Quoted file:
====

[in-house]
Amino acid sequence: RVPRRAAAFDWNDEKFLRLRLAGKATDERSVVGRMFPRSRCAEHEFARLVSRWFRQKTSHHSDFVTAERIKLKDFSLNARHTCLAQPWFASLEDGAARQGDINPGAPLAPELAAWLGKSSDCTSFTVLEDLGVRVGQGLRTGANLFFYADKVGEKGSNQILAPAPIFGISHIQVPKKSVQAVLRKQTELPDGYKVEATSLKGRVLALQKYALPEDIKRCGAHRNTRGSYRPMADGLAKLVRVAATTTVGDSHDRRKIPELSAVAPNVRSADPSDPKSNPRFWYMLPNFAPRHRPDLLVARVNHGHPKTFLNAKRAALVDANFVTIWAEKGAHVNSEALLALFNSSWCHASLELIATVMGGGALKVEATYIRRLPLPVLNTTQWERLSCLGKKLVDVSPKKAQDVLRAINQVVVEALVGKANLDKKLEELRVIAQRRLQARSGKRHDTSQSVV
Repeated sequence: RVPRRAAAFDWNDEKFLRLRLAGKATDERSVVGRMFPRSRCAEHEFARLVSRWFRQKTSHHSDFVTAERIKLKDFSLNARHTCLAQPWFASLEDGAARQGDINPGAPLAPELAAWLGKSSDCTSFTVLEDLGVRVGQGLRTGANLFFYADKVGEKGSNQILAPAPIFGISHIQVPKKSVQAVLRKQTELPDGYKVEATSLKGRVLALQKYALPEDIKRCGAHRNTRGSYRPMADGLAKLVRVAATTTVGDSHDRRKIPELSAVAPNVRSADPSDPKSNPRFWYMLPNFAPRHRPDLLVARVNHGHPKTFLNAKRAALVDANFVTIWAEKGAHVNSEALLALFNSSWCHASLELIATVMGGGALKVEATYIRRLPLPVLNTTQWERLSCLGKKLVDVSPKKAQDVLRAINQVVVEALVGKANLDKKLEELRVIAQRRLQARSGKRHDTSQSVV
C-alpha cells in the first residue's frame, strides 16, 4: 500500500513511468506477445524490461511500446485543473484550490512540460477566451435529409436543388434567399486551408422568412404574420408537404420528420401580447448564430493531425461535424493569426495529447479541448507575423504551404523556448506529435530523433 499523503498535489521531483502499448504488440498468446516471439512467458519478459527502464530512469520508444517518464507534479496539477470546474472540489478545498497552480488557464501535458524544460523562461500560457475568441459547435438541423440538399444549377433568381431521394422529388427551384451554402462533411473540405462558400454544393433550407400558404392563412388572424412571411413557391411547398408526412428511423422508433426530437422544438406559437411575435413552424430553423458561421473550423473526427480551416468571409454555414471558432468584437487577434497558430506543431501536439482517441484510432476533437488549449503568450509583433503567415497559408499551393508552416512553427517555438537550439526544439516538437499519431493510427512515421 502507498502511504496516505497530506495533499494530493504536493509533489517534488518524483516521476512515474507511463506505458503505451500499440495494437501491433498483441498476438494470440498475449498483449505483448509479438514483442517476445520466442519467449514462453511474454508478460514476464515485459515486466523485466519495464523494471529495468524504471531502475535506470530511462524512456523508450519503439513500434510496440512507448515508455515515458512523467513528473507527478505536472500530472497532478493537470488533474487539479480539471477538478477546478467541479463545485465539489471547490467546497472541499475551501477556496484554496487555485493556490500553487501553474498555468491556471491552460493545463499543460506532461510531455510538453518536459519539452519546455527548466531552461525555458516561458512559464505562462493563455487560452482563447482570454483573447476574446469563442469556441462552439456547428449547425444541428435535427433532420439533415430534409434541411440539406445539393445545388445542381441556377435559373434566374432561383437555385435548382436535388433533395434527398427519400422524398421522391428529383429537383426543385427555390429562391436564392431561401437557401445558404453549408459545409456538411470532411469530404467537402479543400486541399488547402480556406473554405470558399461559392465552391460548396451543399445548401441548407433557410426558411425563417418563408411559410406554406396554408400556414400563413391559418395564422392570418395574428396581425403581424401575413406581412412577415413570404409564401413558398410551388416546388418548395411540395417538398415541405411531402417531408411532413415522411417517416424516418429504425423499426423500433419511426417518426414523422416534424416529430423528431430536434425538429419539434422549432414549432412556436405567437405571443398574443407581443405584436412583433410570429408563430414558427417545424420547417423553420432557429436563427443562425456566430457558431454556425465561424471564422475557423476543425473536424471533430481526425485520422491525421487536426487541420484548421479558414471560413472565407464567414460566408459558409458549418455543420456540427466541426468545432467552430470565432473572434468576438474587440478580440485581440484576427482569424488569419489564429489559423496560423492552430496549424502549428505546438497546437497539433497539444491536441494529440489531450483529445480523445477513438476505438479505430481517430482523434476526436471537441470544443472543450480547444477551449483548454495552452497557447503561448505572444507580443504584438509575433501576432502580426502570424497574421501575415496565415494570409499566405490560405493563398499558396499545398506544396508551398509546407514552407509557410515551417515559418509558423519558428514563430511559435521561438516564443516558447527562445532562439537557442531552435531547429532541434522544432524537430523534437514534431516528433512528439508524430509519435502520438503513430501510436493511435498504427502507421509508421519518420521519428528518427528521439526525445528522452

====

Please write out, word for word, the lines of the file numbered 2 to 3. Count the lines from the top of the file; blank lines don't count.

Amino acid sequence: RVPRRAAAFDWNDEKFLRLRLAGKATDERSVVGRMFPRSRCAEHEFARLVSRWFRQKTSHHSDFVTAERIKLKDFSLNARHTCLAQPWFASLEDGAARQGDINPGAPLAPELAAWLGKSSDCTSFTVLEDLGVRVGQGLRTGANLFFYADKVGEKGSNQILAPAPIFGISHIQVPKKSVQAVLRKQTELPDGYKVEATSLKGRVLALQKYALPEDIKRCGAHRNTRGSYRPMADGLAKLVRVAATTTVGDSHDRRKIPELSAVAPNVRSADPSDPKSNPRFWYMLPNFAPRHRPDLLVARVNHGHPKTFLNAKRAALVDANFVTIWAEKGAHVNSEALLALFNSSWCHASLELIATVMGGGALKVEATYIRRLPLPVLNTTQWERLSCLGKKLVDVSPKKAQDVLRAINQVVVEALVGKANLDKKLEELRVIAQRRLQARSGKRHDTSQSVV
Repeated sequence: RVPRRAAAFDWNDEKFLRLRLAGKATDERSVVGRMFPRSRCAEHEFARLVSRWFRQKTSHHSDFVTAERIKLKDFSLNARHTCLAQPWFASLEDGAARQGDINPGAPLAPELAAWLGKSSDCTSFTVLEDLGVRVGQGLRTGANLFFYADKVGEKGSNQILAPAPIFGISHIQVPKKSVQAVLRKQTELPDGYKVEATSLKGRVLALQKYALPEDIKRCGAHRNTRGSYRPMADGLAKLVRVAATTTVGDSHDRRKIPELSAVAPNVRSADPSDPKSNPRFWYMLPNFAPRHRPDLLVARVNHGHPKTFLNAKRAALVDANFVTIWAEKGAHVNSEALLALFNSSWCHASLELIATVMGGGALKVEATYIRRLPLPVLNTTQWERLSCLGKKLVDVSPKKAQDVLRAINQVVVEALVGKANLDKKLEELRVIAQRRLQARSGKRHDTSQSVV